HE correspondent Moises Chiullan is raving about David Modigliani‘s Crawford, which screened last night at Austin’s South by Southwest. It’s “about much more than the major change felt initially in this small Texas town when George W. Bush first moved there in 2000 a few months before the election,” he writes, “and it’s more than you get out of a trailer or a quote from a friend. In fact, the municipality of Crawford, Texas itself is a lot more than it may seem like at first.
“This movie is more than a chronicle of events and humorous anecdotes, or an examination of what directionsmall-town America went in during these last eight long Bush years. This is a movie about the future, and the film’s relevance is even greater considering the pivotal role of the recent Texas primary and the still-uncertain picture regarding the Democratic nominee.
“The intellectual elite (high-thread-counters, in Hollywood Elsewhere parlance) may have it stuck in their heads that small towns across the country are full of ignorant, tobacco-chewing pro-Bush morons, a complacent idiocracy. Many saw the 2004 election map as straight up red and blue thanks to the arcane effect of the Electoral College on our voting system. But Modigliani’s Crawford presents it as definitely a purple town, and make the case that we’d all be surprised how often this is true in what are considered ‘rural’ communities.
“The Crawford locals portrayed in the film include a woman who owns a Bush merchandise shop and a Baptist preacher who prays for the day Bush will visit his church, expected types you’d see in ‘Bush Country.’ They also count among them anti-war activists who founded a Peace House and kids who completely defy the stereotype of their small town by not ‘chewing grass and wearing boots.’
“There are good ol’ boys who as ‘good ole’ as they come but don’t fall in line with the crap others buy on Fox News each night. They know Bush only gets outside with a chainsaw to get at some cedar trees when there are cameras on him and they wish he’d pick up more of his trash.
“A more important examination is the town’s rise and fall, evinced in the 74 minutes that the film runs.
“The beginning of the Bush years in Crawford begins a local economic boom. Every storefront on the main street is rented, and the town’s former glory many recall comes back. As the years wear on, we approach the point where the country began to implode, and once it does, it’s kind of surprising how bad things turn out until you remind yourself that George W. Bush invaded Crawford before Afghanistan or Iraq.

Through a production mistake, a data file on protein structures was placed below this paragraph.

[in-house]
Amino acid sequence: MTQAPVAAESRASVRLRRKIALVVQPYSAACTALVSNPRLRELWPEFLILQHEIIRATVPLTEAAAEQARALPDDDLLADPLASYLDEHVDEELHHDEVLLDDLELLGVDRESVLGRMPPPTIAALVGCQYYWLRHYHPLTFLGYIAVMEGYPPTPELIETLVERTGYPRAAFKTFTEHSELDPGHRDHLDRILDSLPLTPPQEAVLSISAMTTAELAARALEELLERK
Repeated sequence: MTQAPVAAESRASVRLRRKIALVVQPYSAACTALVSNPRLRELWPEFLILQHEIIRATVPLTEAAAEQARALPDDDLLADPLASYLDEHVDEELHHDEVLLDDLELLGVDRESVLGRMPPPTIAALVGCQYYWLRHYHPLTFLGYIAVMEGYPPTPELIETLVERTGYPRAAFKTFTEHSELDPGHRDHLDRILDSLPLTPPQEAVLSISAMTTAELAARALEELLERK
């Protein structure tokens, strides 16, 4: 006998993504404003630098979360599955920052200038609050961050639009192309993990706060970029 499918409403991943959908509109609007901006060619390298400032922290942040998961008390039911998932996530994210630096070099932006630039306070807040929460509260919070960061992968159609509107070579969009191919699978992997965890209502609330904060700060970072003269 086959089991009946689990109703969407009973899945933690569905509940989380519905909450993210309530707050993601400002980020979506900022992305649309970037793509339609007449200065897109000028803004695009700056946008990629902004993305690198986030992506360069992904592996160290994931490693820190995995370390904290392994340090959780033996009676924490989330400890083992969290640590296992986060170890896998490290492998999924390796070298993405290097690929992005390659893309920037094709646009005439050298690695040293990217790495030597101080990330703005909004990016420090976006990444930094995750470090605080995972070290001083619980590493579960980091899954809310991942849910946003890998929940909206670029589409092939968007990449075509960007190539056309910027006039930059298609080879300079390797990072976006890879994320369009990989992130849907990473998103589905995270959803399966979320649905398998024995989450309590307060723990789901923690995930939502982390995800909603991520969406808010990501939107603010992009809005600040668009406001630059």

“For me, the most pivotal story and relationship present in the film is shared by Misti Turbeville (a progressive, liberal history teacher), and a young man who became one of her pupils during those years named Tom Warlick. Tom went from believing everything he was told to searching out his own truth and standing up for it.
“Tom goes through years of being picked on and emotionally crucified just for having his beliefs. One day he went to school wearing a homemade t-shirt that read ‘America, Your Hands Are Bloody’ listing the military casualties of most of the U.S.’s major wars. I grew up in north Texas. I didn’t make one of those shirts, but I know what just having that opinion is like, and it isn’t pleasant.
“In the film, Warlick leads what I consider to be the epitome of the young ‘examined life’: the kid who does like Walk Whitman urged and tore the pages out of the book of life that offended logic, reason, and decency and blazed his own path. Teachers like Mrs. Turbeville are the reason guys like him make it through the bullying and the intimidation.
“During a post-screening q & a, Misti remarked she thought Crawford ‘has matured like the nation has matured,’ which I took to mean that whether or not everyone is more open to the idea of thinking about and doing things differently, they know it’s time for the new direction toward progress that Tom represents.
“I’ll say that you should take care reading other reviews that may ruin seeing the movie yourself. This is a movie that should not be spoiled for anyone.”